Starting on Monday, Karen and Simon are hosting another of their clubs where we all read and write about books published in a certain year; this time the year is 1936, which appears to have been a particularly wonderful year for publishing! I have just finished reading my first book for the club and normally at the end of my review I would include a list of other books from that year previously reviewed on my blog. Usually I have read maybe three or four books from the year in question, but for 1936 the list is so long I decided it really needs a post all to itself! I thought I would post this a few days in advance in case anyone is still looking for inspiration.


First of all, a real gem reissued by Dean Street Press which I read and loved in February:

Good by Stealth by Henrietta Clandon

Next, some more classic crime:

The ABC Murders by Agatha Christie
The Ghost It Was by Richard Hull
A Shilling for Candles by Josephine Tey
The Santa Klaus Murder by Mavis Doriel Hay

Some fun with the Scarlet Pimpernel:

Sir Percy Leads the Band by Baroness Orczy

Three great books by authors I love:

Jamaica Inn by Daphne du Maurier
The Talisman Ring by Georgette Heyer
South Riding by Winifred Holtby

The book which inspired The Lady Vanishes:

The Wheel Spins by Ethel Lina White

Two books by Marjorie Bowen published under different pseudonyms:

Night’s Dark Secrets by Joseph Shearing
The Poisoners by George Preedy

And Margery Allingham, also writing under a pseudonym:

The Devil and Her Son by Maxwell March

An interesting insight into 1930s life:

Keep the Aspidistra Flying by George Orwell

Also read before I started blogging:

Gone With the Wind by Margaret Mitchell
Ballet Shoes by Noel Streatfeild


Have you read any of these? What are your favourite 1936 books?

The Walter Scott Prize 2021 Shortlist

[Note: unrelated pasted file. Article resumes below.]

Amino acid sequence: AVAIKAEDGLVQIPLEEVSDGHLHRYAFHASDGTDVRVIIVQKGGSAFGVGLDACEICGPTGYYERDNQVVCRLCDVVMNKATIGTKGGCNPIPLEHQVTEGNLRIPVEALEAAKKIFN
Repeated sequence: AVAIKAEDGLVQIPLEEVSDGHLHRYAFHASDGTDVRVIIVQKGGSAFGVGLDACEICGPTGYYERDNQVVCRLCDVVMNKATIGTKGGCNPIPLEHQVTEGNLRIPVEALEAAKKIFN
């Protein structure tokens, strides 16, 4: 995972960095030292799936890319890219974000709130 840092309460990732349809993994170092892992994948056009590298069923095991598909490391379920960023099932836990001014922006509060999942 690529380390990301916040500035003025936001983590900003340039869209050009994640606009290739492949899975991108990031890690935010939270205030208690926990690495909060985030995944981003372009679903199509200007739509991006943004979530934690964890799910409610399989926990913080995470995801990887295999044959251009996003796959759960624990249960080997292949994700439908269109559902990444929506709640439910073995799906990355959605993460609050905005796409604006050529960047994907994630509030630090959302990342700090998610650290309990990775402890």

Following the announcement of the 2021 longlist for the Walter Scott Prize for Historical Fiction in February, the shortlist has been revealed today. As you may know, I am slowly working my way through all of the shortlisted titles for this prize since it began in 2010 (you can see my progress here), so I will be trying to read all of the books below eventually. There are five books on this year’s list and here they are:

Image courtesy of The Walter Scott Prize


The Tolstoy Estate by Steven Conte

“In the first year of the doomed German invasion of Russia in WWII, a German military doctor, Paul Bauer, is assigned to establish a field hospital at Yasnaya Polyana – the former grand estate of Count Leo Tolstoy, the author of the classic War and Peace. There he encounters a hostile aristocratic Russian woman, Katerina Trubetzkaya, a writer who has been left in charge of the estate. But even as a tentative friendship develops between them, Bauer’s hostile and arrogant commanding officer, Julius Metz, becomes erratic and unhinged as the war turns against the Germans. Over the course of six weeks, in the terrible winter of 1941, everything starts to unravel…

From the critically acclaimed and award-winning author, Steven Conte, The Tolstoy Estate is ambitious, accomplished and astonishingly good: an engrossing, intense and compelling exploration of the horror and brutality of conflict, and the moral, emotional, physical and intellectual limits that people reach in war time. It is also a poignant, bittersweet love story – and, most movingly, a novel that explores the notion that literature can still be a potent force for good in our world.”


A Room Made of Leaves by Kate Grenville

“It is 1788. Twenty-one-year-old Elizabeth is hungry for life but, as the ward of a Devon clergyman, knows she has few prospects. When proud, scarred soldier John Macarthur promises her the earth one midsummer’s night, she believes him.

But Elizabeth soon realises she has made a terrible mistake. Her new husband is reckless, tormented, driven by some dark rage at the world. He tells her he is to take up a position as Lieutenant in a New South Wales penal colony and she has no choice but to go. Sailing for six months to the far side of the globe with a child growing inside her, she arrives to find Sydney Town a brutal, dusty, hungry place of makeshift shelters, failing crops, scheming and rumours.